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How to open an online broker account and start investing

Image of two medieval traders, the pre-cursors to modern markets and brokers

You can read more articles by The Details Man on his own blog: YoungFIGuy.

There’s a lot of talk at Monevator Towers about investing in shares to build for your financial future.

But how do you actually go about getting started?

Back in the old days, to trade investments you might pop down to the local stockbroker on your High Street or set up a telephone brokerage account.

Nowadays though, it’s all done online.

To invest in funds1 or to buy individual stocks or investment trusts, you need to open an online broker account (also known as a platform or – less commonly – as a fund supermarket.)

It can be quite intimidating to open such an account if you’ve never done it before. But once you know what to do it’s easy.

Here’s a guide on how to set up a brokerage account.

Decide what type of account you need

There are three types of broker accounts for investors:

1. Stocks and Shares Individual Savings Accounts (S&S ISAs)
2. Self-Invested Personal Pensions (SIPPs) or other types of personal pensions
3. Trading accounts

There is little practical difference in terms of the physical mechanics of operating these accounts.

There are however a few investing differences.

The first is that both S&S ISAs and SIPPs are tax-efficient wrappers. This means that they confer tax advantages over standard share trading accounts. There are annual limits as to how much you can put into them.

The second difference is that there are slightly fewer investment options in a S&S ISA compared to a SIPP and fewer again than in a trading account.

The last difference is that money invested in a SIPP is tied up until retirement age, whereas with a S&S ISA you can move money in and out with a few limitations. You’re entirely free to move your money with a trading account (but watch out for capital gains taxes!)

Which account you need then will depend on the access you’re after, what your tax situation is and what investments you intend to make.

Generally it is always best to open a S&S ISA over a standard dealing account, at least until you start running up against the ISA contribution limits. You can read more on the pros and cons of ISAs versus SIPPs at the YoungFIGuy blog.

Find the right broker / platform

In choosing your broker you want to get the broadest investment options with the best possible customer service for the cheapest price.

In practice, there are some trade-offs.

See this beginner’s guide for what to look for when choosing a broker.

Monevator has been slaving away for several years to maintain an up-to-date comparison table for UK brokers. This compares all the charges for each broker. Loyal readers chime in with their personal experiences with the various options.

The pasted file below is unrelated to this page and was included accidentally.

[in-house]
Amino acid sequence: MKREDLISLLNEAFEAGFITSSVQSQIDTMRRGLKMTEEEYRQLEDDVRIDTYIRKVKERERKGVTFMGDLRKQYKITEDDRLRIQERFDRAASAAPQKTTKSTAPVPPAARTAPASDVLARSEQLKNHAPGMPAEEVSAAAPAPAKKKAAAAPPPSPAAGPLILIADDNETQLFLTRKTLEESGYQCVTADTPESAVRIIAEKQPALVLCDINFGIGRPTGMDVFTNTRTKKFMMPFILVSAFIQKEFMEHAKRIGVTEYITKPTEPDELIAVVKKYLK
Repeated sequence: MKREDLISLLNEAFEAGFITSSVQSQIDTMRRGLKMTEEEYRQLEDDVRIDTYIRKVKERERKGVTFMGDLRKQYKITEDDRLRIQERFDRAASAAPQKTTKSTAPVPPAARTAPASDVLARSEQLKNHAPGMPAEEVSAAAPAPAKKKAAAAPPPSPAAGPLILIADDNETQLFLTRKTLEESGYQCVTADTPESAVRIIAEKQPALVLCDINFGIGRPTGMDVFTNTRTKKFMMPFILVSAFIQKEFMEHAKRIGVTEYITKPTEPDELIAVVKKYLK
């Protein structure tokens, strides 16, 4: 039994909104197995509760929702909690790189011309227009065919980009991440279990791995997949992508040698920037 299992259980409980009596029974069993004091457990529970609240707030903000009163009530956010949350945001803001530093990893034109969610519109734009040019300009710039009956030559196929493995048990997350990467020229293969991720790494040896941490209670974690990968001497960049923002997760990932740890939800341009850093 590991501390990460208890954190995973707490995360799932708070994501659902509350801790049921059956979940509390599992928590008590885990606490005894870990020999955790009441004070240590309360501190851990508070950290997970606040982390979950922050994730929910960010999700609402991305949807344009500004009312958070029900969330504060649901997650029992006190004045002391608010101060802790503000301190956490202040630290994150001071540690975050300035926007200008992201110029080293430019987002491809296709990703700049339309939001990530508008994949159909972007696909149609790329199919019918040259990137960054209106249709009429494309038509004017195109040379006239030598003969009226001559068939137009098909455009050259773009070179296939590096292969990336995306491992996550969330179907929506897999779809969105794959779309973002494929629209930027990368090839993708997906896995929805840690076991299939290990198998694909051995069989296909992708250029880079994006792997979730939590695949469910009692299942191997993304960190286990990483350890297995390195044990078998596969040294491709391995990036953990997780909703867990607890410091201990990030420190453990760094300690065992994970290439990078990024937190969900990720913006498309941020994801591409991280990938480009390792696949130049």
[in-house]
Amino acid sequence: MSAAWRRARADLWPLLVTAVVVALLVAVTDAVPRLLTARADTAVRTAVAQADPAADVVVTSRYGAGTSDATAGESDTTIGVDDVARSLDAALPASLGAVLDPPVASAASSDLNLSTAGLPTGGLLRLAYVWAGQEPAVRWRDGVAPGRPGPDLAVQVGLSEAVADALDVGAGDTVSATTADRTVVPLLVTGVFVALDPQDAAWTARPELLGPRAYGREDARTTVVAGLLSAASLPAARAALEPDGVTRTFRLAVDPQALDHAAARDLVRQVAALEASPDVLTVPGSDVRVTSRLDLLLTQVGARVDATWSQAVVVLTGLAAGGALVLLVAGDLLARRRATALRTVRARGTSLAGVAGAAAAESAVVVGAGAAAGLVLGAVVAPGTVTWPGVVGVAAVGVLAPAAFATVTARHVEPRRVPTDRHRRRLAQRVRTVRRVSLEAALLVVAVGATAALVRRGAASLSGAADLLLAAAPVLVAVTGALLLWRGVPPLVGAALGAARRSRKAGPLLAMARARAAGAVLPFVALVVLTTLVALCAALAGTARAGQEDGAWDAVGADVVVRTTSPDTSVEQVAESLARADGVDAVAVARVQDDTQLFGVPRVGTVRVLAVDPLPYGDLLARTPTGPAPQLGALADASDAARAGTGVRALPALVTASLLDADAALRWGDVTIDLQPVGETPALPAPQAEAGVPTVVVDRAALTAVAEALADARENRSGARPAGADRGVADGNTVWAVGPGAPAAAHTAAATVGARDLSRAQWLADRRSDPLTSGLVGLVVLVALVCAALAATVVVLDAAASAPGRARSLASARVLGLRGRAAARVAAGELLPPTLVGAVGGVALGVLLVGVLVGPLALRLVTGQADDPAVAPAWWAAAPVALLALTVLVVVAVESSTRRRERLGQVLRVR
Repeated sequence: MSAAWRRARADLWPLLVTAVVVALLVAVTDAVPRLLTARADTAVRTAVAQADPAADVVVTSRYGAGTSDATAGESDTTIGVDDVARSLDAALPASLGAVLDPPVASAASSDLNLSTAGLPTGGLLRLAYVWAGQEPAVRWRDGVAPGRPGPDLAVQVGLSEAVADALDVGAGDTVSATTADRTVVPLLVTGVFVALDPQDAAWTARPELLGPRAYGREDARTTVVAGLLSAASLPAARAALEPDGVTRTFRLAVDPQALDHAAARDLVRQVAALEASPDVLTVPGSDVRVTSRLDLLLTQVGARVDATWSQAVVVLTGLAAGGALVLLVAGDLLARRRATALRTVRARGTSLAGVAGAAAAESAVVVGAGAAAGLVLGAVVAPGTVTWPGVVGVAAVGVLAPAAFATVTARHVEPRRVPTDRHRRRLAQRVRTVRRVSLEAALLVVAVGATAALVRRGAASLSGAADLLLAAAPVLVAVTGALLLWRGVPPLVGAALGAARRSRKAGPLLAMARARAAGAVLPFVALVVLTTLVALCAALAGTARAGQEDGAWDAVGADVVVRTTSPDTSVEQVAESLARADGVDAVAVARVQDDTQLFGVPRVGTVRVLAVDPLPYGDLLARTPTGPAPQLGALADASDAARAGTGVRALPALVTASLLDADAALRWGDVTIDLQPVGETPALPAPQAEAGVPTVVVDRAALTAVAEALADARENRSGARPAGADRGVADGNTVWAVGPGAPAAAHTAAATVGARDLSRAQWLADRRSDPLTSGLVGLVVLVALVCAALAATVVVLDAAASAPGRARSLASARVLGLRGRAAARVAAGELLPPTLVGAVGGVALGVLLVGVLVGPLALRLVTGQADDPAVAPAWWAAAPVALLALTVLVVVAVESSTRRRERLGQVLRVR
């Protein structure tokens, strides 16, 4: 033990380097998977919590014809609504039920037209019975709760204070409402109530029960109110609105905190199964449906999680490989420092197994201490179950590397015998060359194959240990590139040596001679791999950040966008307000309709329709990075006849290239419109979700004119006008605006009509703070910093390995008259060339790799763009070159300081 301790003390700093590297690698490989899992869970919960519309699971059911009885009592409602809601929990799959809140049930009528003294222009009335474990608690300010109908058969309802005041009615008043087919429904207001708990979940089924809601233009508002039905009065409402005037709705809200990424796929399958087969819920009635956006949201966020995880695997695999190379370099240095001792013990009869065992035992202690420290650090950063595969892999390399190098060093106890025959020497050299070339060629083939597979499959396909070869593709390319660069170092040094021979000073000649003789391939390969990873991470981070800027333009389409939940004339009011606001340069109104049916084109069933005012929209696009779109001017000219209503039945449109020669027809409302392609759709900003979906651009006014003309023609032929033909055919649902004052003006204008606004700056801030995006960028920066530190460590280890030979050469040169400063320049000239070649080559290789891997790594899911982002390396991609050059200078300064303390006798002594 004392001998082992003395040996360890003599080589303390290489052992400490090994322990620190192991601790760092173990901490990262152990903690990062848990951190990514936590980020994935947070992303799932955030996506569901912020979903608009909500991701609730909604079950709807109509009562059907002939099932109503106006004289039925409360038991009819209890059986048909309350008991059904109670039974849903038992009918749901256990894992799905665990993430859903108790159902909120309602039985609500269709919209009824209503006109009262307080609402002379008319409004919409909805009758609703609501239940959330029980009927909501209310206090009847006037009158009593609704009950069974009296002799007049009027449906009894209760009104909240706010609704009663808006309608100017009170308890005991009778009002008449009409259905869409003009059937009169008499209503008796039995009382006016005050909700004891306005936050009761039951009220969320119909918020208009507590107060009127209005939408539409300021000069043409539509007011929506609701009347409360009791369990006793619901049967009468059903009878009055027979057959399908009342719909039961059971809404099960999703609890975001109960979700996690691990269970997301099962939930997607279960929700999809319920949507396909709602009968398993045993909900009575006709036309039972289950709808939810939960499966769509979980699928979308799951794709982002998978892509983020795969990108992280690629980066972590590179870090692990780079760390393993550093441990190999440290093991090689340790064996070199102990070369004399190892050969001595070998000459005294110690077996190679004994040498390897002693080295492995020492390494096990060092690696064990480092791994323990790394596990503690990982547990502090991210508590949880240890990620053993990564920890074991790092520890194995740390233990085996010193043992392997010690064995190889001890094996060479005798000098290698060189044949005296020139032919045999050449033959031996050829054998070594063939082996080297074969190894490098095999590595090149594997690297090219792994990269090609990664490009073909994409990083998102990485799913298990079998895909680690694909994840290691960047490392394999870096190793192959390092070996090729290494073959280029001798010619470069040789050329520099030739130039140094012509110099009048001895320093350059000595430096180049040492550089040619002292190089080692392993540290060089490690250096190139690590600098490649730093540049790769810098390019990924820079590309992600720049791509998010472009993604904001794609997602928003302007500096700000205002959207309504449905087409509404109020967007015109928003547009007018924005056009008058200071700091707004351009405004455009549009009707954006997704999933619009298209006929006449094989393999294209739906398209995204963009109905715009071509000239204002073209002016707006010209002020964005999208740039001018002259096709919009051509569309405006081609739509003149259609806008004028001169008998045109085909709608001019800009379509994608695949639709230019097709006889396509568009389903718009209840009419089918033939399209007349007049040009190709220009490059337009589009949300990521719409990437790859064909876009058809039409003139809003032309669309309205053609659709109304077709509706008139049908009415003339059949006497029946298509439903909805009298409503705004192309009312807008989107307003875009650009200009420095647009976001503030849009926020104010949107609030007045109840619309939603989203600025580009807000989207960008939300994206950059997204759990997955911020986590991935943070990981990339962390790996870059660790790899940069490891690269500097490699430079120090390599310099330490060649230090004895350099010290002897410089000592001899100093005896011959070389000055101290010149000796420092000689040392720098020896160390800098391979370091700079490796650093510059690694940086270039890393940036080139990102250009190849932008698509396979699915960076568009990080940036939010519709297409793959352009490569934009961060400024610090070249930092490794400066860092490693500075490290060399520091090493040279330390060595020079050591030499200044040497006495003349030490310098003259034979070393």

If you don’t know which broker to go for, the comparison table is a good place to start your research.

Set up an account

To set up your account you’ll need:

  • Your National Insurance (NI) number
  • Address details
  • Bank account and debit card details
  • A pen and paper

You will then need to go through the following stages.

1. Select the type of account you want to open

When you go to your chosen broker’s website, they’ll offer you those three different account options we looked at: S&S ISA, Trading Account, or a SIPP.

For example, here are the options from the broker we will use to illustrate the rest of these steps.

Screenshot showing three main broker account options (Trading Account, Stocks and Shares ISA, and SIPP) We’re going to run through opening a S&S ISA. There is little difference between setting up either of the three account types though, in practice.

2. Fill out your personal details

Screenshot showing personal details required by one broker to set up new account

3. Decide how you want to fund your account

There are three ways to fund your account:

  • Invest a lump sum – You set up the account with a one-off payment, which you can top up with more money later if you want to.
  • Regular monthly savings – You create a Direct Debit to transfer a set amount each month to your account. This can often be as little as £10-£25 per month, but check with your chosen platform. It’s possible to increase the amount transferred each month after the account is set up.
  • A combination of the two – Fund the account with a lump sum and top-up with regular monthly savings.

Depending on the option you chose, you’ll need to fill out either your debit card or bank account details.

Screenshot of a typical broker direct debit capture form

4. Decide what to do with your initial money

The next step is optional at this stage. You’ll be asked if you want to immediately invest the money you’ve put into the account into a fund or shares.

The investment options available will depend on the type of account you’ve set up (ISA vs SIPP vs trading account) and what broker you have opened an account with.

If you’re not sure where to invest yet, leave it in cash for now.

Screenshot of initial investment option with new broker account

If you need some help in deciding what investments to put your money into, have a look at the Slow and Steady model portfolio for inspiration.

5. Choose what happens to your distributions